A shortage of rental housing in East Hawaii has become part of the ongoing crisis caused by the lava from Kilauea volcano, which has destroyed homes and forced hundreds of lower Puna residents to evacuate.
State Rep. Joy San Buenaventura, a Puna Democrat, wrote a letter Tuesday to Gov. David Ige asking him to issue three executive orders to alleviate the housing crisis many are facing.
San Buenaventura is requesting a waiver of the transient accommodations tax until a month after the emergency declaration has ended for evacuees seeking short-term rentals of less than 180 days.
She’s also asking that evacuee-tenants be allowed to waive certain landlord-tenant code provisions so they could rent vacant houses foreclosed upon or going through foreclosure.
In addition, she’s urging the governor to sign Senate Bill 2401, which would establish an “ohana zone program,” a $50 million grant to provide basic housing needs in addition to social services, health care and transportation for the homeless. The Legislature passed the bill earlier this year.
“Now, because of the evacuees, we’ve got this houselessness problem, and it’s perfect to have this transitional housing for the evacuees,” San Buenaventura said. “Originally, the homeless advocates … were against it because they thought it legalized camping. But now, we’ve worked out the language … to use it to provide temporary housing for these evacuees.”
State Sen. Russell Ruderman, also a Puna Democrat, hopes the governor “will release the money for the ohana zones because we can use that, potentially, for some of our needs over here.”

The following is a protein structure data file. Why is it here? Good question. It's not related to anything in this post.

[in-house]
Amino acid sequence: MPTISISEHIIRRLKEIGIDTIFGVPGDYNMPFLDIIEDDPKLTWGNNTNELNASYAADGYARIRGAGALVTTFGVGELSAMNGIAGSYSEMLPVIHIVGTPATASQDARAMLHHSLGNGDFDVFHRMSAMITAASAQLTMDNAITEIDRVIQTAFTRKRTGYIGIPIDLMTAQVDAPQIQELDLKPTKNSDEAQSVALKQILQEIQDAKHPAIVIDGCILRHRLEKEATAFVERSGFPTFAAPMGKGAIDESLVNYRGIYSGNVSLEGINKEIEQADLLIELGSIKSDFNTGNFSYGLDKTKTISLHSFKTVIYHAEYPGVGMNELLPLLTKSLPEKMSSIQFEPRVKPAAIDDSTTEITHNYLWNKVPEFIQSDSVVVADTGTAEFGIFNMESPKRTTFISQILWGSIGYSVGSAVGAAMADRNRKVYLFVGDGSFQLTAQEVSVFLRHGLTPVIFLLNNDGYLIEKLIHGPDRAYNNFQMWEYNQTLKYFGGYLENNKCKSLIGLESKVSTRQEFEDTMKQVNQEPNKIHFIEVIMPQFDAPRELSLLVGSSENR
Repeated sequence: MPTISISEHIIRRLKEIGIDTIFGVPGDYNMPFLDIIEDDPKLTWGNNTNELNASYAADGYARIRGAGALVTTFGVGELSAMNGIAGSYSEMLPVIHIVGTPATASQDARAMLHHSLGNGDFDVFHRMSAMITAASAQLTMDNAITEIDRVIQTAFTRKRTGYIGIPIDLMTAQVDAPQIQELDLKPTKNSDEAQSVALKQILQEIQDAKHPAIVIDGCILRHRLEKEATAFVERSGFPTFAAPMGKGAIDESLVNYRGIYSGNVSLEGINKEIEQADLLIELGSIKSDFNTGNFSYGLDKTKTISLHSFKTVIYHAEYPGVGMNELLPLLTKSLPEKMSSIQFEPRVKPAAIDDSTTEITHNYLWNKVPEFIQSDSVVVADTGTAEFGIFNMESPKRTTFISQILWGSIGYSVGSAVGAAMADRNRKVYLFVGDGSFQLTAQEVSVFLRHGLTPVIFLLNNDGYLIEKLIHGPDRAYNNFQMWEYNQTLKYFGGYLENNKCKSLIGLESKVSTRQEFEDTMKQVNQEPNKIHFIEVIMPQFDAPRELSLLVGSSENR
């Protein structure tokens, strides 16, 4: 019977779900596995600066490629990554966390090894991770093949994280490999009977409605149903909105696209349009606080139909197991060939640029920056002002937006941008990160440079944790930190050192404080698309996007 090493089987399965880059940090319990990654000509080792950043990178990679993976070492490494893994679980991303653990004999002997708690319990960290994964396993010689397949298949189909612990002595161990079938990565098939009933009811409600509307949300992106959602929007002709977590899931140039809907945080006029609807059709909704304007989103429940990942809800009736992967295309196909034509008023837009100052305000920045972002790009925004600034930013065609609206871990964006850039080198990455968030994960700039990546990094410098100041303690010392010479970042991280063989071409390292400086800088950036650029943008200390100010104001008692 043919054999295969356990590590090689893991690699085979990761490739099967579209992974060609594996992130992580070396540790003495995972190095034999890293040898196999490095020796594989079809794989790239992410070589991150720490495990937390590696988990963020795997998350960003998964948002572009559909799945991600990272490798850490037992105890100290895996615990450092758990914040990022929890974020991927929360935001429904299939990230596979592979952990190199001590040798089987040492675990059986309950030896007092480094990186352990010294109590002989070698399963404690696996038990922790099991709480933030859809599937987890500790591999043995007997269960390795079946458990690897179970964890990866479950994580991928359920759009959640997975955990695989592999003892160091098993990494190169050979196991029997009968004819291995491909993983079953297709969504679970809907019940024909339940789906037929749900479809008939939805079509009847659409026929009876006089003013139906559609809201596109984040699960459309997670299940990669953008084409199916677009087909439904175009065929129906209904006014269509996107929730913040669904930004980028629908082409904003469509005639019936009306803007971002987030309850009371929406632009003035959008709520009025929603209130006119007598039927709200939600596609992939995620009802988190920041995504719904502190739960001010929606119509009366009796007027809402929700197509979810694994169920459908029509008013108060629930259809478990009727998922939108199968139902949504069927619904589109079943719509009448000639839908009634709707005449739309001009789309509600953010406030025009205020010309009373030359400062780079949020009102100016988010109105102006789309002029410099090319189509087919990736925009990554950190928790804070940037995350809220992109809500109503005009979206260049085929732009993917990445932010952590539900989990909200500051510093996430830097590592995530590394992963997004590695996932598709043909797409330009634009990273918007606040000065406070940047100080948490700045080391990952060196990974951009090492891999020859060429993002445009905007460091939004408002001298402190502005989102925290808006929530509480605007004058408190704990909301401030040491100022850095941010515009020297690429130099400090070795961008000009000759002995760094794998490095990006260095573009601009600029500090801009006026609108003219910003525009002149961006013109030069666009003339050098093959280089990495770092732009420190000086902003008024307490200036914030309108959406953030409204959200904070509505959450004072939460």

“It’s very hard to find a rental right now in East Hawaii because all the low-hanging fruit has been picked,” Ruderman said. “And every week, there’s another hundred or two hundred evacuees, including (Tuesday) night … about 500 because of ‘Four Corners’ being closed off.”
Ruderman’s assessment of the rental market is backed by Nancy Cabral, president of Day-Lum Rentals & Management and Coldwell-Banker Day-Lum Properties.
“I could probably rent out, in the next month, 100 houses. And there’s not enough houses,” Cabral said. “I’ve already got tenants and applicants that are ready to move into anything that comes up in the next 30 days. If somebody gives me notice that they’re moving out in the next 28 days, I’ve already got two or three or four people ready to move in. So there’ll be no vacancy.
“It seems everybody down there still wants to stay in lower Puna,” she continued. “They love it down there. That’s their home, so they’re trying to stay there. They prefer houses over apartments. We’re trying to turn over anything that comes out as fast as possible and just get it ready for somebody to move back in.”
Susie Osborne, principal of Kua O Ka La Public Charter School in Leilani Estates, and herself a displaced Leilani resident, found a house outside Hilo through friends. But while looking, she ran across a rental listing on the internet site craigslist advertising a two-bedroom beach home for $800 in the Keaukaha neighborhood of Hilo.